What we found was that basic use cases which typically they've been around for about a decade or so. They are things like sharing lab results with your patients, sharing data with them that might have come out of a recent test, sending them emails, pushing them specific educational materials. It's kind of the basic bread and butter for what you're able to do using a digital platform.

These are almost entirely driven by what's called the patient portal which most of our listeners will be familiar with but basically it's just a secure login website where you go online, you have access to a couple of your different doctors, you can communicate with them, you can access your results and so on.

Beyond that some of the emerging use cases we found were really focused on kind of administrative convenience. Really kind of trying to treat patients as consumers. So that's letting them schedule appointments through the portal online, ordering refills or ordering a new medication online, paying your bills. It's really increasing a slightly advanced level of convenience compared to the way things have traditionally been.

Finally the advanced scenarios are the ones that I think a lot of people today are excited and that's really leveraging technology to kind of push the envelope with what's possible. If you think about the traditional way of accessing your doctor, you schedule an appointment and then you show up and then you wait for a few minutes and then you wait for a few more minutes and talk to a nurse. Then you see your doctor for five or six minutes then you go home and you do the whole thing again next year or in six months. That's completely changed now with the way that technology can really connect two folks on an instant basis between visits.

You can communicate using various apps and mobile technology. So some of the advanced used cases that we kind of uncovered in our research really were around using these kinds of mobile platforms. Think of a care plan, like a discharge plan once you leave the hospital or leave the doctor's office. We're able to turn those things today into kind of a digital format that really allows you to record if you're doing something you're supposed to be doing, when you're doing it, taking the medication, following up with the specific physical therapy, exercise for example. It doesn't really matter what it is but you're able to document that and send that data back to the doctor so they're able to kind of keep tabs on you even if you're not showing up for a visit.

Just like that there are other tools out there, with new wearable technology, things to connect your home in a way that enables the transmission of data. So things like Bluetooth scales, blood pressure monitors, glucometers are kind of evolving in a way that enables data collection in a pretty sophisticated way. Those three types of use cases were basically, that's kind of the market that's comprised today.

Kevin: Companies in the commercial space are focusing more and more attention on technologies and strategies to keep customers engaged and activated. Navin, now organizations in the healthcare space are doing that too. Where do you think the industry is headed with respect to patient engagement?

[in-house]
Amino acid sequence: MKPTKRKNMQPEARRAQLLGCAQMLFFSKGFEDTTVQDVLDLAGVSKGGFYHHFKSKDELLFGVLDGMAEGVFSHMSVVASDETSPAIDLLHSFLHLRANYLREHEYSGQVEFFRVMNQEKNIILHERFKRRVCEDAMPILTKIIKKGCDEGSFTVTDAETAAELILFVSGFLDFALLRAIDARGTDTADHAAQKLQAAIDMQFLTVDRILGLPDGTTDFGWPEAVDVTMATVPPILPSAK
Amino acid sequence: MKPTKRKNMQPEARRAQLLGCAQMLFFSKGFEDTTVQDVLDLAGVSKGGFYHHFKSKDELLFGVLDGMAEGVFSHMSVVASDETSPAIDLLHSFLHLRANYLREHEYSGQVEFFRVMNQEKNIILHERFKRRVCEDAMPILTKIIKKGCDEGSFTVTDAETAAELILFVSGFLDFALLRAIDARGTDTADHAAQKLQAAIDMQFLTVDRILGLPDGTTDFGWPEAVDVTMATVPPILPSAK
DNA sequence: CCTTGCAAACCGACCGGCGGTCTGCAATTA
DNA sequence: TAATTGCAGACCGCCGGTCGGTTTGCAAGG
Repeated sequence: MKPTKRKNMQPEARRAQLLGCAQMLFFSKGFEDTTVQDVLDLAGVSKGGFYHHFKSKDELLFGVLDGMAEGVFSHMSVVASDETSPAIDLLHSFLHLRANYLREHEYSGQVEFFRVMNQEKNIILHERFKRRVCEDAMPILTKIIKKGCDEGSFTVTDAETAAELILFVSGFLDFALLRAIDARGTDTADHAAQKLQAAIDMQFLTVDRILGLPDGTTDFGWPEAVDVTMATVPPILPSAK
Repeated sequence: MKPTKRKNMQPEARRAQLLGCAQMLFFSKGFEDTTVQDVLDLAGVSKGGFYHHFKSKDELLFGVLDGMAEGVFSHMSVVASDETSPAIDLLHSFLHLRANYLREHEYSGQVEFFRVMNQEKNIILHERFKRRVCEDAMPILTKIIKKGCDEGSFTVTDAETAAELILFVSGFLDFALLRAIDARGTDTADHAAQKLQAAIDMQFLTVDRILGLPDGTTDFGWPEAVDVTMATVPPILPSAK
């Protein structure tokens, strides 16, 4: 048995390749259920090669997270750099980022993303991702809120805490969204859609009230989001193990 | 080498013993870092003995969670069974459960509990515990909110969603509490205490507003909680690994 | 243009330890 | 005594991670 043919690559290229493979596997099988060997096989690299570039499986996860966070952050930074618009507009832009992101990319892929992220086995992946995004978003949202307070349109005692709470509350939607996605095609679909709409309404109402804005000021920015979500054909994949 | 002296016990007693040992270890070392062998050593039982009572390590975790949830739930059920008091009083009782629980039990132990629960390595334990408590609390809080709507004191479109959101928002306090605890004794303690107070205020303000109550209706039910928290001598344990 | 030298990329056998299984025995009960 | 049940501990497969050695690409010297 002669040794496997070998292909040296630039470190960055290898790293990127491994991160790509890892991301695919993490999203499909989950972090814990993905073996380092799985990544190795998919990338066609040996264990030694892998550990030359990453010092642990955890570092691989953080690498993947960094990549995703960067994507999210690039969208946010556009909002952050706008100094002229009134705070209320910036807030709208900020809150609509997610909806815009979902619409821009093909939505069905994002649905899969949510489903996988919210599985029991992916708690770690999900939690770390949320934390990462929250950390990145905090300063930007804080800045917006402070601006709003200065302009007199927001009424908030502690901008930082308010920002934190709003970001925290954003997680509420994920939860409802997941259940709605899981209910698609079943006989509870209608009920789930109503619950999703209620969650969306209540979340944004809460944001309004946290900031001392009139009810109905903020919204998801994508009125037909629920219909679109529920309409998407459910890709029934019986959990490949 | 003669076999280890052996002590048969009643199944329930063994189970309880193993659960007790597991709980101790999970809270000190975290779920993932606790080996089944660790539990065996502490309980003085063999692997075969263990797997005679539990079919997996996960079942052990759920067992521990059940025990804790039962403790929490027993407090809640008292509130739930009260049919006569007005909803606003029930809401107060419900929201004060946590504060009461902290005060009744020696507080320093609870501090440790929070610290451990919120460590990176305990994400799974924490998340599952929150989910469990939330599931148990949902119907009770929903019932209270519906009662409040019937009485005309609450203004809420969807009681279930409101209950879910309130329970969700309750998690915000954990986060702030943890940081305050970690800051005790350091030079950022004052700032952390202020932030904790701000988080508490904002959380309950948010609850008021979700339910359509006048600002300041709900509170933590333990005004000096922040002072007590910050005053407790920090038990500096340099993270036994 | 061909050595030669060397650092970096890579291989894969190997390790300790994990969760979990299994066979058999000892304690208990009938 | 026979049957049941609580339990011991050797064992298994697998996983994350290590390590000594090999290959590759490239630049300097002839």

Navin: I think it's a really important question. I think in general I think there's a growing recognition that this is something that is important. That healthcare organizations are going to have to figure out the patient engagement puzzle. I think it remains to be seen what the response is going to look like. I think over the next few years, there's going to be a big shift towards this notion of more consumer friendly access.

This concept is kind of emerging of a new front door in the healthcare system. Again that's walking into a CVS or a Walgreens or downloading an app from Teladoc or in American Well and just kind of paying cash out of pocket to see the doctor as needed when you need. That is, I think, going to be putting some pressure on outpatient care especially primary care which kind of still enjoys this kind of old world role as gate keeper into the healthcare system.

That segment of the market is going to feel some pressure to keep up. I think if you look at most of the healthcare provider organizations today, their phone office operations, so kind of the administrative parts that interact with patients, it's pretty badly disconnected from what's happening in the clinical side of the house.

For example a patient today, typically you can expect this very messy process that might involve some interactive voice response like a robocall that leaves you a voice mail. You get some paper mailing sent to your house, you get some email messages through the portal and then when you do see your doctor sometimes you get spoken instructions that aren't written down anywhere. This is kind of the state of affairs today and it's almost seeming like the new tools are just piling on top rather than really being incorporated in a broader strategy. We're really kind of hoping that this gets cleaned up a little bit.

In our conversations with West, it seems that they've been doing some interesting work in this front with regards to just creating a more streamlined kind of engagement center that really improves the patient experience with the broader goal of improving the patient's adherence to medication, improving the patient satisfaction and boosting satisfaction scores and improving their participation in their care process.